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A boat in water, pressure, motion, et cetera

  1. Nov 16, 2003 #1
    A question (and no, it's not for uni work).

    A boat sits in the water. Attached to the front of the boat is a bucket (or some other vessel), submerged. The bucket is sort 0of a black hole for water. Anything going into the bucket vanishes, to another world, the Pentagon, Michael Jackson's basement, whatever. It just goes.

    Now, the water will pour into the submerged bucket due to gravity and pressure and all. That's happening at the front of the boat.

    Will the boat move forward?
     
  2. jcsd
  3. Nov 16, 2003 #2
    No, because water is entering the bucket from every direction.
     
  4. Nov 16, 2003 #3

    Integral

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    You pose a non physical question and want a physical answer?

    With your magic bucket in the water it is anybodys guess as to what will happen. Since you made up the bucket you can make up the effect it has.
     
  5. Nov 16, 2003 #4
    The Shrodinger's Cat 'thought experiment' was hardly a physical question, yet it helped illustrate a good point.
    Integral, don't you think that questions such as the one posed help us to improve our grasp of Physics?
     
  6. Nov 16, 2003 #5

    Integral

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    Schroedinger's cat, Ie a cat in a box, was completely physical.

    This proposes vanishing water, we have no mechanism for it, it simply vanishes. Ok, make it a black hole, then its not a bucket in the water, its a black hole. Perhaps something could be done with that. We need a real world mechanism to reach real world conclusions.

    The given statement is something out of sci fi, so the answer can be given from the same realm, that is anything is possible.

    No, I do not think seeking physical solutions to non physical situations aids in understanding the real world. As soon as you massively violate a basic physical principle we have exited the real world for a fictional one. I prefer to deal with real world problems.

    If you are writing a Sci Fi story where such a thing exists then you can also create the effects it will have.
     
  7. Nov 16, 2003 #6

    krab

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    Yes it was. That's exactly the point. A thought experiment consisting of nothing non-physical, can be devised, which has an ambiguous outcome. It's exactly why that experiment is such a valuable tool for understanding physics. OTOH, a bucket which simply causes water to disappear, is non-physical, or at best, an incomplete description. If it's a black hole, we can figure out what will happen. If water just disappears, we cannot. Does a vacuum exist below the not-yet-disappeared water? Does the disappearing force affect nearby water without disappearing it? Does gravity work normally near the bucket? Can the bucket really differentiate between water molecules and boat molecules? How? Unless we know these things, there is no way to calculate the rate of disappearance of water, and no way to say what will happen.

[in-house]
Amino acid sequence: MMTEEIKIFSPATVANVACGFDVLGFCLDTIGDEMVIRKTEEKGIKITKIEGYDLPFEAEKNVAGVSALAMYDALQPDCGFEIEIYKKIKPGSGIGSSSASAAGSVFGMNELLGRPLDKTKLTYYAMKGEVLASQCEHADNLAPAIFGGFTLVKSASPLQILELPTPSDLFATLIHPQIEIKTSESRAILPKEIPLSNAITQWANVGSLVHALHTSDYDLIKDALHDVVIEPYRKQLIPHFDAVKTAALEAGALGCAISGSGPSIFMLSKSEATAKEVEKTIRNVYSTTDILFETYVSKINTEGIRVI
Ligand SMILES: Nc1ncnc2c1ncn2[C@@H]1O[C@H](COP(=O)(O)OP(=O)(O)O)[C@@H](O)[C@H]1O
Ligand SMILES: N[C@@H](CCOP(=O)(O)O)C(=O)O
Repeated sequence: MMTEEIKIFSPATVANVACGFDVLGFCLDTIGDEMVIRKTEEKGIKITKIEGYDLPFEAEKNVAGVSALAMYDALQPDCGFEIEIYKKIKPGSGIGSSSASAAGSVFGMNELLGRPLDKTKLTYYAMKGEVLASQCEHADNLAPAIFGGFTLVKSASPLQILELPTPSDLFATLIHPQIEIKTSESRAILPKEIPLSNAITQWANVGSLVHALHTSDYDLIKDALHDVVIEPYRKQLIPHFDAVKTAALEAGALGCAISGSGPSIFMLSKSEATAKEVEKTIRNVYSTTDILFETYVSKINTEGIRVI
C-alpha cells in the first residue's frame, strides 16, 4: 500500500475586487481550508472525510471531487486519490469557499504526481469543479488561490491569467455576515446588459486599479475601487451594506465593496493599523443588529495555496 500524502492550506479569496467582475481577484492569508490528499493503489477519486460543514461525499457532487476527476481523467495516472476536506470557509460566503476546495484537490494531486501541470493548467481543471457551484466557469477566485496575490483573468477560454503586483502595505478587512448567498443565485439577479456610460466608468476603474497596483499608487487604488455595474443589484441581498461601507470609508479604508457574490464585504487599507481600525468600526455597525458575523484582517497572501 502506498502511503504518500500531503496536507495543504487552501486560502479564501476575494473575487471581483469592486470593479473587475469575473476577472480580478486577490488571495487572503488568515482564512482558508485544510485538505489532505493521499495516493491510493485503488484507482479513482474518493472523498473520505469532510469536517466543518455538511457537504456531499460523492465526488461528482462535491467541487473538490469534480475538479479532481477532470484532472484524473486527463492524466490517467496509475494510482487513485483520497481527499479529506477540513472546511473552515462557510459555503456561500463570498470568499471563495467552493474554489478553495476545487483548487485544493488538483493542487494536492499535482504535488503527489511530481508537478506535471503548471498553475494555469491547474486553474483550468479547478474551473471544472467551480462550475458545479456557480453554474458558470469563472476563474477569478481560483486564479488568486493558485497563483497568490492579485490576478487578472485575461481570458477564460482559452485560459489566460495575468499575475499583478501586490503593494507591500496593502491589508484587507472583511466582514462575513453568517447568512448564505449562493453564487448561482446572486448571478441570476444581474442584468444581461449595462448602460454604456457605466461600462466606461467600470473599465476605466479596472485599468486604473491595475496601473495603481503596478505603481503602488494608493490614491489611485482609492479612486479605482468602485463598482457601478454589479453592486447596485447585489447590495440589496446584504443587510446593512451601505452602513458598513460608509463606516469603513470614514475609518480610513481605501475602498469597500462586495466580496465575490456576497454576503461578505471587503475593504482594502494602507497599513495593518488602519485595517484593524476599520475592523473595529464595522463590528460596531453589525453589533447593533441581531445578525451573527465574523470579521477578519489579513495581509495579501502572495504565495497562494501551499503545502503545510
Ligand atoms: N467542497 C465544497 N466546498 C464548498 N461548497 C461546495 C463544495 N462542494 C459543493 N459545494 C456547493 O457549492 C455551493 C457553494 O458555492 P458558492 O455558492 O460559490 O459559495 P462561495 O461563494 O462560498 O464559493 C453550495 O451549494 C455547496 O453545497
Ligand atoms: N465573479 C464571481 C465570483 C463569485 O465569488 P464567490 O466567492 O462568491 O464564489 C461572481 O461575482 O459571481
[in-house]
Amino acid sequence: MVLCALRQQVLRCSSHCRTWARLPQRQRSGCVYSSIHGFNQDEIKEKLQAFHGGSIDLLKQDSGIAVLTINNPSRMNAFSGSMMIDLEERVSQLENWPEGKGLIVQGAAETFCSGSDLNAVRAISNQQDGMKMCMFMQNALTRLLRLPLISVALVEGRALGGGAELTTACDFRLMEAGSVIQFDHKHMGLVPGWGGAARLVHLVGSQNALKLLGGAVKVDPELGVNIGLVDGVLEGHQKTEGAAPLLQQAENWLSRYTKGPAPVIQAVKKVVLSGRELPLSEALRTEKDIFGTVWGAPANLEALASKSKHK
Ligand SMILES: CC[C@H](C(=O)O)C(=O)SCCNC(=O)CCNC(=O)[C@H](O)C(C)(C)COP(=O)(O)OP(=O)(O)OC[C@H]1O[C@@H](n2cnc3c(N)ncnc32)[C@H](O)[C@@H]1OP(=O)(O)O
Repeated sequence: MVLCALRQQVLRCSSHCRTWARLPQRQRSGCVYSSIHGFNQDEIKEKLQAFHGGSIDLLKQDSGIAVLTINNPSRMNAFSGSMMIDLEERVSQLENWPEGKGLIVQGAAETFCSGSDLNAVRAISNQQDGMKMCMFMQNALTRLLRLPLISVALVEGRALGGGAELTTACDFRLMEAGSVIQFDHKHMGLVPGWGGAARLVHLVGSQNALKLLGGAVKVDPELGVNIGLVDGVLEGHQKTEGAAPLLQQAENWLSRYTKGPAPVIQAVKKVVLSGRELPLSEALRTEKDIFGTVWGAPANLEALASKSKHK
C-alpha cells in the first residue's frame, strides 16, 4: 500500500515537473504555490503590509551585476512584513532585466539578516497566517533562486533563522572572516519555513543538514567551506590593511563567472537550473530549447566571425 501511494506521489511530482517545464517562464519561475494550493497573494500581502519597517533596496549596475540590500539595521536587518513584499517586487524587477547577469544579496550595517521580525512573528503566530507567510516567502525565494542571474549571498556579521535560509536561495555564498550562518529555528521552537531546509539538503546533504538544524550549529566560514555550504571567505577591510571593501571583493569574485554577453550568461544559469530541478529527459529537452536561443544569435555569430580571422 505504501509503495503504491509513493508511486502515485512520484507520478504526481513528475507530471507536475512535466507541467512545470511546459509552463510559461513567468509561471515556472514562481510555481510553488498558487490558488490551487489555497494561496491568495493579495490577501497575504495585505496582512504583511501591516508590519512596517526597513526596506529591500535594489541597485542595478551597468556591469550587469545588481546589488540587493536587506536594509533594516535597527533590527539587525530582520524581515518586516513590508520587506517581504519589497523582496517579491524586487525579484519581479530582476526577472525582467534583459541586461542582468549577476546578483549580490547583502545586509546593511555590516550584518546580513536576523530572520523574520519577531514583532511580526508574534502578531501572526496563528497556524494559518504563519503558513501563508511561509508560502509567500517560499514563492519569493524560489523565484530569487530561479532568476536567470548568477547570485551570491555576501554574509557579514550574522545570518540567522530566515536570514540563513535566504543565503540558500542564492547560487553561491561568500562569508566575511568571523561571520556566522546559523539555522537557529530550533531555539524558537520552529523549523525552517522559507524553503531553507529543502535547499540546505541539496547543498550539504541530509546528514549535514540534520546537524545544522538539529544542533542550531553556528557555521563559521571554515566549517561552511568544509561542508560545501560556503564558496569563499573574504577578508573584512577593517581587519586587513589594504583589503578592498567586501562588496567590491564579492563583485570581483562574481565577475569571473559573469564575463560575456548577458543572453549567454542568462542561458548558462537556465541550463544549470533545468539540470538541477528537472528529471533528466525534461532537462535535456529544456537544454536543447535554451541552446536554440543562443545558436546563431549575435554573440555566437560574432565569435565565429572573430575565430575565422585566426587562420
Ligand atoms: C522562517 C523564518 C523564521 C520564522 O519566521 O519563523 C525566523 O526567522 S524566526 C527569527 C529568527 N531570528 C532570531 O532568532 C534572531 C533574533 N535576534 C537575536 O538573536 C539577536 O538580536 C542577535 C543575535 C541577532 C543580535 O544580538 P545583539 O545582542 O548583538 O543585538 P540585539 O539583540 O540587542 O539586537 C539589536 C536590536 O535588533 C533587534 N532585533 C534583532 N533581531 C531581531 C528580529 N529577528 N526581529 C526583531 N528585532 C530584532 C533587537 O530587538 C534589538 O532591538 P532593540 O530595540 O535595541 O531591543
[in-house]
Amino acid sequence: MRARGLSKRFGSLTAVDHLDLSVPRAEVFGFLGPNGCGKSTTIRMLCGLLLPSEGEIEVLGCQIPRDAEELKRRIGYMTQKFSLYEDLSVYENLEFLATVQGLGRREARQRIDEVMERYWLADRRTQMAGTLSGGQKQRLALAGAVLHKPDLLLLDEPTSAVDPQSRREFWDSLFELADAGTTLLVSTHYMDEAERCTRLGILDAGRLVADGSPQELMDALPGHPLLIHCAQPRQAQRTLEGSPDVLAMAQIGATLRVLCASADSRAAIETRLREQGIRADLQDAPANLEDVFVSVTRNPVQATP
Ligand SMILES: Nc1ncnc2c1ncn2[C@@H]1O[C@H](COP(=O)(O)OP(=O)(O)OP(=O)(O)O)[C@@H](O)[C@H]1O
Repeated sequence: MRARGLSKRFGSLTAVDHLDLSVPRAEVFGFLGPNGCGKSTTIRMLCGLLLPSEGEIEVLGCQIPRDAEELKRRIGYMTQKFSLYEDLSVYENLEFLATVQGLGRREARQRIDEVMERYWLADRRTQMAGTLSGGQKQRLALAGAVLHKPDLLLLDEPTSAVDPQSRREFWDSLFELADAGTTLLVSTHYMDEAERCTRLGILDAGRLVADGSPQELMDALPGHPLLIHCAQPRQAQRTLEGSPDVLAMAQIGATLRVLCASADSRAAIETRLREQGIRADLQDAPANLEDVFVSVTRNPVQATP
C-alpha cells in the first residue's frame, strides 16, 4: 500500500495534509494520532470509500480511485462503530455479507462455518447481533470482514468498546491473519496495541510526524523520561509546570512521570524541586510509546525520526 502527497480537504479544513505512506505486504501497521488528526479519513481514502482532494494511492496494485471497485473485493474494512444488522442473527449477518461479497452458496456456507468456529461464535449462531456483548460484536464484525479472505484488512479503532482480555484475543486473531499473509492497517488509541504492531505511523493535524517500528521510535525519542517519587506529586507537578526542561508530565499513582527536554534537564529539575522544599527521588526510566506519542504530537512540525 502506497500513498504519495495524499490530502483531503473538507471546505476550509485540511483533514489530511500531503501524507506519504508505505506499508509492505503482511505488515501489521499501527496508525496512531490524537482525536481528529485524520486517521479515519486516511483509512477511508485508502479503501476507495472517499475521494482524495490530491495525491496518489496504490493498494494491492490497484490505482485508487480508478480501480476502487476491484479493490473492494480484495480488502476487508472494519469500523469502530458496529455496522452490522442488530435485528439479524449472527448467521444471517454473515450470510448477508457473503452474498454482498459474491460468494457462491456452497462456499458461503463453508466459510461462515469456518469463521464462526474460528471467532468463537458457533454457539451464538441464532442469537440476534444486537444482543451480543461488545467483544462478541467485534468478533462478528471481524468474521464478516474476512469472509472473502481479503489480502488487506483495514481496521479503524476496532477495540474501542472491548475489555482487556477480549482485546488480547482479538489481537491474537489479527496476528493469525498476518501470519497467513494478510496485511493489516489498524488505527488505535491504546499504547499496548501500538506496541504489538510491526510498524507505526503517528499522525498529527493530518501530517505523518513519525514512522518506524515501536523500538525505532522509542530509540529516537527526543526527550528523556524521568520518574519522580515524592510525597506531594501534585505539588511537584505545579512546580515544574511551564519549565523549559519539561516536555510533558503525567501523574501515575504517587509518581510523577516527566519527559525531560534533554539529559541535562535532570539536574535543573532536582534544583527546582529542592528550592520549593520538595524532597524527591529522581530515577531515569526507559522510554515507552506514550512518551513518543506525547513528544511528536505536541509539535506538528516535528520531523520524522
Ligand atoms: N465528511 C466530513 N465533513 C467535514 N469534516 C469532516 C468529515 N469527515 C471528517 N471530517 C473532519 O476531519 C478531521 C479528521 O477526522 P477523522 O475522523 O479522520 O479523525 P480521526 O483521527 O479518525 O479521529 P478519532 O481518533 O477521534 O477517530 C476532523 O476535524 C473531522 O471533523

Edit: Sorry, I was typing the same time as Integral, and said mostly the same thing.
     
  8. Nov 16, 2003 #7

    LURCH

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    If the "bucket" is afcing forward then yes, the boat should move forward. Water pressure in front of the bucket will be less than that behind it, creating hydrodynamic lift in whatever direction the open end of the bucket is facing.
     
  9. Nov 16, 2003 #8
    Okay, change "magic bucket" for "mobile drain" which is stuck to the front of the boat. It doesn't matter. Water is leaving from in front of the boat. It seems to me that would mean slightly less pressure at the front end, so pressure around the boat from everywhere else would force forward motion. Is this wrong?

    Another question. Have you ever filled the kitchen sink, or a bowl, with water, then poured some washing detergent on top, and made a small vaguely boat-shaped (pointed bow, flat stern) thing and sat it on the top?
     
  10. Nov 16, 2003 #9

    turin

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    Are you suggesting that there is some gravitation that only interacts with water? What it looks like your trying to do is contrive a sink for water, and then qualify the effects on the surrounding objects in the water. This is very close to a physical model, and it doesn't violate any physical laws that I know. There is a continuity equation that says:

    ∇*J = -∂ρ/∂t.

    (The asterisk is intended to indicate the dot product).

    In your thought experiment, ∂ρ/∂t is some value, a constant for simplicity, say Jsink. This gives you an equation for the flow of water. Now, just determine the coupling of the water to the boat (non-trivial), and you can determine the effect on the boat. Of course, the boat will probably introduce whacky boundary conditions when you solve the diff. eq. so I don't think this is an easy problem to solve in detail. I would imagine, as a first guess, that the boat wouldn't go anywhere.
     
  11. Nov 17, 2003 #10
    I agree with what Integral and Krab state about the non-physicality of the question, but don't we spend much of our time in Physics considering frictionless surfaces, point masses, infinite distances, field free areas etc......

    This helps us to understand the Physics, but they are hardly 'genuine' circumstances are they?
     
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